Working from home with pets

Working

It’s estimated that 42% of the U.S. labour force is working from home full-time — an unprecedented number triggered by the COVID-19 pandemic that created, essentially overnight, a working-from-home economy. What’s more, it is expected to become a more permanent reality for many workers.

If you’re among them, you may have realized that your pet adores having you home more often and has gotten used to some extra pampering in the form of extra walks, belly rubs and daytime companionship.

Your furry friend, whether of the canine or feline variety, or other pet, including of the feathered or scaled variety, however, may become a time-consuming distraction when it comes to getting your work done on time. Taking a few proactive steps can ensure that you’re able to not only cohabitate but also work productively while home with your pet.

What can be done?

Keep to a Routine — If your schedule has been upended by the pandemic and changes to your work schedule and location, now’s the time to get back into a routine. This will help your work life as well as your pet, which will get used to the routine right along with you.

He’ll then know that breakfast time happens right before you start work, and walks occur twice a day — or whatever schedule you dictate. Try to keep your pet’s mealtimes and activity times the same each day, and he’ll be less likely to interrupt you for a play session or snack while you’re in the middle of a meeting.

Make Your Work Zone Pet-Free — If your cat likes to nap across your keyboard or your dog likes to bark at you until you give him some attention, it’s a good idea to make your workspace a pet-free zone. Create your home office in an area of your home where you can close the door or put up a gate to keep your pet out when necessary. When you set aside time to work, then work at full speed. This makes the pet-centric breaks you take even more enjoyable.

Get Your Pet’s Energy Out — A tired dog is a well-behaved dog — and this is especially true if your dog is high-energy. Going for a rigorous run or an intense ball-playing session in the morning before you start work for the day may satisfy your dog’s need for activity for a good part of the day, so you can work uninterrupted. The key is to make your dog tired prior to starting your work day.

The same goes for kitties, which may enjoy a robust play session before settling in for a nap. Once you’ve given your pet some physical activity and mental stimulation, he’ll be up for a period of rest. This is a perfect time to tackle your deadlines without any distractions.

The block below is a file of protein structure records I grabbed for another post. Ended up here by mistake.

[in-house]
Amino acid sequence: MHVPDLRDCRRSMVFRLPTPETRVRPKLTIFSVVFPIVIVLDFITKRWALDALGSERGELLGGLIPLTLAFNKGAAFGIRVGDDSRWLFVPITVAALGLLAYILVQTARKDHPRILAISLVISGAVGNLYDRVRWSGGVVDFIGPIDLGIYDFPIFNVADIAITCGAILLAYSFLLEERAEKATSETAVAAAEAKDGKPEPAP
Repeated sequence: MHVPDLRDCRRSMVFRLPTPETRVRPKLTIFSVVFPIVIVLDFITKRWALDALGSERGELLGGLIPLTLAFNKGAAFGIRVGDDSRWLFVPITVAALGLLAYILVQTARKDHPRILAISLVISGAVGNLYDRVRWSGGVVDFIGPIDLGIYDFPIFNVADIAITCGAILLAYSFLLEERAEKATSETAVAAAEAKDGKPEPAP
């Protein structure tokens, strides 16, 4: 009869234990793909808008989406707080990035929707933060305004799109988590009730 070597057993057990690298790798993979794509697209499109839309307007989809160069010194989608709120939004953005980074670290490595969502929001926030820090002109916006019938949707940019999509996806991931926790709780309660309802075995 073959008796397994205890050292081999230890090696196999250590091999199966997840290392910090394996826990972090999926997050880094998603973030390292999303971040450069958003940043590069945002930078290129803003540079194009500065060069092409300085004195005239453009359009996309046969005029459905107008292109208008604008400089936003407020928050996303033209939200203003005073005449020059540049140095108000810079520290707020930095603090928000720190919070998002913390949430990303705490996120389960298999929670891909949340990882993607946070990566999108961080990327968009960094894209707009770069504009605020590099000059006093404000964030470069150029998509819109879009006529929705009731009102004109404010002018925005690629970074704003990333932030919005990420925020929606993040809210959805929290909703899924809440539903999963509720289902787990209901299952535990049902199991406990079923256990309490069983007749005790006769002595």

Build in Time for the Unexpected — Even the best routine should be flexible to account for the unexpected. With pets, the unexpected is, well, expected. Whether it’s a trip to the veterinarian, an accident to clean up or a regular potty break outside, build extra time into your work schedule to account for pet care tasks you may not have anticipated.

When you take work breaks, really focus on being present with your pet, setting aside five minutes for a quick brushing or a massage.

Be Proactive During Meetings — When you have an important video call or phone call, and need a quiet background, that’s the time when your dog will spot a squirrel outside and bark up a storm, right? Being proactive is again key to a successful meeting. Provide your pet with a high-level interactive toy such as a Kong or a long-lasting chew or bone just before your meeting.

Watch for Signs of Boredom — Being bored can lead to attention-seeking or destructive behaviors, both of which can make it difficult to have a productive work day. Excessive vocalization, knocking items off the counter, playing with your belongings and general rowdiness are all signs of boredom in pets.

You can prevent this head-on by giving your pet plenty of exercise at least twice a day, as well as ongoing mental stimulation in the form of obedience training, play “find it” and other nose activities.

Cats sleep 16 hours a day but you must set aside time for active play sessions every day — a few minutes away from the computer will be good for both you and your cat.

There Are Benefits to Working with Your Pet

Working from home with your pet isn’t all about distractions — there are benefits too. For instance, in a Rover survey of pet owners who are working from home due to the pandemic, two-thirds said they feel happier working from home due to the company of their pet.3

What’s more, 70% said they’re getting more exercise while working from home because they’re walking or playing with their pet more often. And one of the greatest benefits of all is stress relief.

Eighty-six percent of the pet parents said spending more time with their pets alleviated stress, which means having your cat curled up on your lap, or your dog by your feet, may, in fact, be the best work environment of all.

Prior to the pandemic, an increasing number of companies were actually letting their employees bring their pets to work, which led to increased cooperation, friendliness and enthusiasm compared to when no pets were present.4

So if you’re lucky enough to be able to work from home with your pets, recognize that, when done correctly, it may lead to a more enjoyable and productive workday — and make a point to make the most of the experience and enjoy the newfound time together.

Dr Karin Becker